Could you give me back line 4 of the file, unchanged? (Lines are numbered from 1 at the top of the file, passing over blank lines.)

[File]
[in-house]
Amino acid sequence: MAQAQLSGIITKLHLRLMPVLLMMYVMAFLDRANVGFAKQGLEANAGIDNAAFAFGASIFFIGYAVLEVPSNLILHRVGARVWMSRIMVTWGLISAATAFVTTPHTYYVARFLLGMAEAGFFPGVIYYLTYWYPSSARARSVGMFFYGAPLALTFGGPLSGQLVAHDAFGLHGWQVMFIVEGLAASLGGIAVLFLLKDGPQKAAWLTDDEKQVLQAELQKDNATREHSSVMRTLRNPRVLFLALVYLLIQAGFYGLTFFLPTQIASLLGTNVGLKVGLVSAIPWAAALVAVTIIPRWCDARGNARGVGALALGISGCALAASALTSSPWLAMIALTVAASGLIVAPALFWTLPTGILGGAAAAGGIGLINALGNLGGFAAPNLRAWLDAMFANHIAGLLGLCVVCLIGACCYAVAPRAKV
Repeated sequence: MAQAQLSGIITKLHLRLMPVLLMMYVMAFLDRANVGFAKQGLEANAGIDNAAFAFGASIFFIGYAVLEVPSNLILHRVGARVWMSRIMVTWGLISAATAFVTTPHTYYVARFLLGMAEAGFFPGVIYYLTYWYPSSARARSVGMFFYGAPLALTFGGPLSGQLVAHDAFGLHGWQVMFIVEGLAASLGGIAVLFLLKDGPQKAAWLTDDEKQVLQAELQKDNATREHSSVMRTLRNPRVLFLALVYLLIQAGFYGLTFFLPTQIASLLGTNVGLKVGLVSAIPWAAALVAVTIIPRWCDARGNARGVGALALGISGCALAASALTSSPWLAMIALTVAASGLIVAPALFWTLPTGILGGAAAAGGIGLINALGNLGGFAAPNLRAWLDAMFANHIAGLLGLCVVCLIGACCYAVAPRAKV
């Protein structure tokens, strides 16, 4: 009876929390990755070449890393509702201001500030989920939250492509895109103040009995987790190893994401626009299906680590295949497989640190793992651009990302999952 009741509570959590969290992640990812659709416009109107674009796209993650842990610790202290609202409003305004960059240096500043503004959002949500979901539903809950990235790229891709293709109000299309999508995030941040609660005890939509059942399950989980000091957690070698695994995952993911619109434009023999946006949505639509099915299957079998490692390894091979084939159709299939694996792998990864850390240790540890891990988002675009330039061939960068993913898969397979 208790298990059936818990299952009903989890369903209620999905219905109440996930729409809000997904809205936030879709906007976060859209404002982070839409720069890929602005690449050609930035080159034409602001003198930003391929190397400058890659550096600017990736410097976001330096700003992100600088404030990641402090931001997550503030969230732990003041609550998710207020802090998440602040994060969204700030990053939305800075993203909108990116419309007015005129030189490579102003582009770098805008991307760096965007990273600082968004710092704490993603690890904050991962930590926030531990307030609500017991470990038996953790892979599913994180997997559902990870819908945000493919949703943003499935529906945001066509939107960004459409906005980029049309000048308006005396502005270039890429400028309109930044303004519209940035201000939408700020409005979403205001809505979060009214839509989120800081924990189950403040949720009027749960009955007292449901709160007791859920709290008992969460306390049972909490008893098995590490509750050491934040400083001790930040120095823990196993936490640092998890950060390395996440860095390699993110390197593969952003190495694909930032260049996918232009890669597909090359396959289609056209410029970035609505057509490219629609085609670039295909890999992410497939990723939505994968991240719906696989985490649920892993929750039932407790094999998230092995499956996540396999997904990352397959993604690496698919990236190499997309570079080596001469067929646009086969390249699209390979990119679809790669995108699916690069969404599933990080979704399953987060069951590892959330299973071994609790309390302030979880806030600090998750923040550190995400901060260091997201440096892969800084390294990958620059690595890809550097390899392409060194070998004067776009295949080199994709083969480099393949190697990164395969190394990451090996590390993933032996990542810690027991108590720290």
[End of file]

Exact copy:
């Protein structure tokens, strides 16, 4: 009876929390990755070449890393509702201001500030989920939250492509895109103040009995987790190893994401626009299906680590295949497989640190793992651009990302999952 009741509570959590969290992640990812659709416009109107674009796209993650842990610790202290609202409003305004960059240096500043503004959002949500979901539903809950990235790229891709293709109000299309999508995030941040609660005890939509059942399950989980000091957690070698695994995952993911619109434009023999946006949505639509099915299957079998490692390894091979084939159709299939694996792998990864850390240790540890891990988002675009330039061939960068993913898969397979 208790298990059936818990299952009903989890369903209620999905219905109440996930729409809000997904809205936030879709906007976060859209404002982070839409720069890929602005690449050609930035080159034409602001003198930003391929190397400058890659550096600017990736410097976001330096700003992100600088404030990641402090931001997550503030969230732990003041609550998710207020802090998440602040994060969204700030990053939305800075993203909108990116419309007015005129030189490579102003582009770098805008991307760096965007990273600082968004710092704490993603690890904050991962930590926030531990307030609500017991470990038996953790892979599913994180997997559902990870819908945000493919949703943003499935529906945001066509939107960004459409906005980029049309000048308006005396502005270039890429400028309109930044303004519209940035201000939408700020409005979403205001809505979060009214839509989120800081924990189950403040949720009027749960009955007292449901709160007791859920709290008992969460306390049972909490008893098995590490509750050491934040400083001790930040120095823990196993936490640092998890950060390395996440860095390699993110390197593969952003190495694909930032260049996918232009890669597909090359396959289609056209410029970035609505057509490219629609085609670039295909890999992410497939990723939505994968991240719906696989985490649920892993929750039932407790094999998230092995499956996540396999997904990352397959993604690496698919990236190499997309570079080596001469067929646009086969390249699209390979990119679809790669995108699916690069969404599933990080979704399953987060069951590892959330299973071994609790309390302030979880806030600090998750923040550190995400901060260091997201440096892969800084390294990958620059690595890809550097390899392409060194070998004067776009295949080199994709083969480099393949190697990164395969190394990451090996590390993933032996990542810690027991108590720290």